The problem starts with punters and prices
As the article points out, margins in this game are very low, and anything that can add a few quid profit to the manufacturers is being embraced like a saviour.
But this is the fault of the market, punters look at the spec and say "model X from company A is the same as, but a bit cheaper than, model Y from company B"; nowhere in the list of features does model X say "Includes crap adware that fucks up security" so buyers just pay their money and take their (uninformed) choice.
It's very hard to charge more for something that appears to have "less" in it; so the market needs to be fixed to give hardware manufacturers the chance to make some money on hardware rather than having to pimp their customers' data for a few shekels; how to fix it will be very controversial: do you ban certain types of software, can you force a "data security" warning on certain software like the warnings on cigarettes?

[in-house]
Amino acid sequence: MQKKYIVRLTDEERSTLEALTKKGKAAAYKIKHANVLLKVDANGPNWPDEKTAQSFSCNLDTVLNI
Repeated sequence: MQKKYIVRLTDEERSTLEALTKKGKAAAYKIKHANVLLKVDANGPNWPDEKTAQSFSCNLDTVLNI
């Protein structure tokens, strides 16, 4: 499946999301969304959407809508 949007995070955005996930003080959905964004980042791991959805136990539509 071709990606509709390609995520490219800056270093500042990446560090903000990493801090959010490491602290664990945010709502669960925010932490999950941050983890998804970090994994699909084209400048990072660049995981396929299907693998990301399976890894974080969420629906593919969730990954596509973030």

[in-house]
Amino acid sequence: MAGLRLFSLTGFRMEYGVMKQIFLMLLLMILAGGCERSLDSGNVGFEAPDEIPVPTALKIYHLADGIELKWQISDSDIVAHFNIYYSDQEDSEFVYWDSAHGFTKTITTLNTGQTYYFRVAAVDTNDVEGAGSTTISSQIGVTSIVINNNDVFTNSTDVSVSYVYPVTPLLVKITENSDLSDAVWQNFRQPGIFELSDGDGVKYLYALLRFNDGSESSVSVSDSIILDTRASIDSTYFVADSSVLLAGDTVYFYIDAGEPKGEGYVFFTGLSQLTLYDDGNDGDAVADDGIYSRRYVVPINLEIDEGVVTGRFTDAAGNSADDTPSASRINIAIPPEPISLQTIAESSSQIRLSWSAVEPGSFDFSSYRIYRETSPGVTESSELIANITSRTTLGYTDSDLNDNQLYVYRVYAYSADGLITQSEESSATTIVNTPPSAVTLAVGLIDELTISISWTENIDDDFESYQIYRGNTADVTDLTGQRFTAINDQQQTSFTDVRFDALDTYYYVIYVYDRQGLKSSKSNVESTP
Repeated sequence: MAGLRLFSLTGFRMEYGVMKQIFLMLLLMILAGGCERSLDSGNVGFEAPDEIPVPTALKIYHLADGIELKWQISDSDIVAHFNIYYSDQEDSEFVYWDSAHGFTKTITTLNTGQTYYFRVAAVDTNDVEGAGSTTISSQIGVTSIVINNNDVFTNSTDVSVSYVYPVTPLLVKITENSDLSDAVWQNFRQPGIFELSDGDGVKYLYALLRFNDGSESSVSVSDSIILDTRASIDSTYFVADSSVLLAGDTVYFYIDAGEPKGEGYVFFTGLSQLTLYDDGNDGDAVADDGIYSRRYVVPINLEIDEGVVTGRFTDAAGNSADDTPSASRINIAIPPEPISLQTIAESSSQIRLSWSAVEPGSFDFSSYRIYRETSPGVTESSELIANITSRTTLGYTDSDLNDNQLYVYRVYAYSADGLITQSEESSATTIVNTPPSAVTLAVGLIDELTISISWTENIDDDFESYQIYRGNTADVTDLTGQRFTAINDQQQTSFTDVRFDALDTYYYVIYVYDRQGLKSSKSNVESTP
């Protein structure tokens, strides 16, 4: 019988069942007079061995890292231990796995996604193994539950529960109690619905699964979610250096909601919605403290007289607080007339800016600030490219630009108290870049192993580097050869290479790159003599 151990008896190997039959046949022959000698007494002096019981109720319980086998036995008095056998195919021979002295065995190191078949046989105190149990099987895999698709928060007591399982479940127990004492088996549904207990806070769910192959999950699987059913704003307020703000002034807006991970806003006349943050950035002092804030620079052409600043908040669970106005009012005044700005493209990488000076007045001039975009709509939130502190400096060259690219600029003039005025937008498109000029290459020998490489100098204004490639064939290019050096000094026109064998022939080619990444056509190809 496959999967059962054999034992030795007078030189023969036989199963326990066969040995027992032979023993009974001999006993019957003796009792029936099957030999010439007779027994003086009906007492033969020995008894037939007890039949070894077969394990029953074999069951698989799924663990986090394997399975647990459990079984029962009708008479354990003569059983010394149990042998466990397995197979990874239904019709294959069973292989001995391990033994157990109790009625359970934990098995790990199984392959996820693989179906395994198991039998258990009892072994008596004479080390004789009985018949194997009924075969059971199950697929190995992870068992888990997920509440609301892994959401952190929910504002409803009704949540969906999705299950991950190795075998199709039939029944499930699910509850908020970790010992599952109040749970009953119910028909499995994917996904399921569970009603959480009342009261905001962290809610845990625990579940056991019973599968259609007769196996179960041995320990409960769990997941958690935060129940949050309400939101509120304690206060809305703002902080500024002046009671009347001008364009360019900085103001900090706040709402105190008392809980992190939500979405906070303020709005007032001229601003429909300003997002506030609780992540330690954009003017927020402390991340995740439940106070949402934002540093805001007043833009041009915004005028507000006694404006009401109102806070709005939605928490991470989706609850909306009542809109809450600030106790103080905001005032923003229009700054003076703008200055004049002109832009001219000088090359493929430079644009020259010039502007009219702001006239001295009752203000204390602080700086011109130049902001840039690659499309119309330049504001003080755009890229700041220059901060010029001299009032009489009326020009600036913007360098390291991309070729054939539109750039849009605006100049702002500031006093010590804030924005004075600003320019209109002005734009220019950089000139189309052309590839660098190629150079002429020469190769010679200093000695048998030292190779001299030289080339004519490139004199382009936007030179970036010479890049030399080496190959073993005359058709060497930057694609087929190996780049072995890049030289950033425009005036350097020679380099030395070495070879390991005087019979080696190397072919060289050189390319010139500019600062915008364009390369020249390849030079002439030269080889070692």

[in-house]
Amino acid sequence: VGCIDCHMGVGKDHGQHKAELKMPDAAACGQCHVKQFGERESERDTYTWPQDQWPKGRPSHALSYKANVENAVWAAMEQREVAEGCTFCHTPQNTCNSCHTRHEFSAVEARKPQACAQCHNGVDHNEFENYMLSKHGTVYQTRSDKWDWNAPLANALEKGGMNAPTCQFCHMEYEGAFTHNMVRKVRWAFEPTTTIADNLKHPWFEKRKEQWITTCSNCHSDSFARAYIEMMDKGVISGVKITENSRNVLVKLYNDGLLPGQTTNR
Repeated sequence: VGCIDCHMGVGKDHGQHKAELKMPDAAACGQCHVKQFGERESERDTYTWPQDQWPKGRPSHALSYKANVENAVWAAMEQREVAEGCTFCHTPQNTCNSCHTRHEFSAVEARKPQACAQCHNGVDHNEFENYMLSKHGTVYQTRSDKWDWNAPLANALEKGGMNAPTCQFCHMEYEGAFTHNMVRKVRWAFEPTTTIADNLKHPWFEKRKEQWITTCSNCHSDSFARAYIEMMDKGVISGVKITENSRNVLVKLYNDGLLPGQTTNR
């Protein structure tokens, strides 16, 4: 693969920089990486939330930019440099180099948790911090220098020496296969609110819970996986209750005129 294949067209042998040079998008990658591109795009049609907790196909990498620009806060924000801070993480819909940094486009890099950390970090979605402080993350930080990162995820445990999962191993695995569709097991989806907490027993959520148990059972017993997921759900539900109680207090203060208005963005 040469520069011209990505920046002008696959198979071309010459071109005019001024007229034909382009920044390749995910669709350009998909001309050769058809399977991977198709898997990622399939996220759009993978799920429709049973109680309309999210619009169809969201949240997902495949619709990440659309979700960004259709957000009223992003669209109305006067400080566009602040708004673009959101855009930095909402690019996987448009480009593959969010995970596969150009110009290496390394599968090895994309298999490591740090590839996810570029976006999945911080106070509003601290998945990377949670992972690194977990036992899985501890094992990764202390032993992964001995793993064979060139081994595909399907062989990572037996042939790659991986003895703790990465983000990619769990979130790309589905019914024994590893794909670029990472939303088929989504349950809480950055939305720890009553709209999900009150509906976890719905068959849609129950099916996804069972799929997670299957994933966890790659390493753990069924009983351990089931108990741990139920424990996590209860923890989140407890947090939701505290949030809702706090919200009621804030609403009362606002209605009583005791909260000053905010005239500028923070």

Lots of posts have mentioned being able to do a "clean" install, but this requires skills or money, so buyers may as well opt for a more expensive "business" PC that comes without any adware.
Maybe the answer is to lose a few players in the PC hardware game, or at least the market for personal rather than business machines, so margins aren't so tight.
In the end, it's all about what people are prepared to pay for a PC and the battle for the cheap end of the market.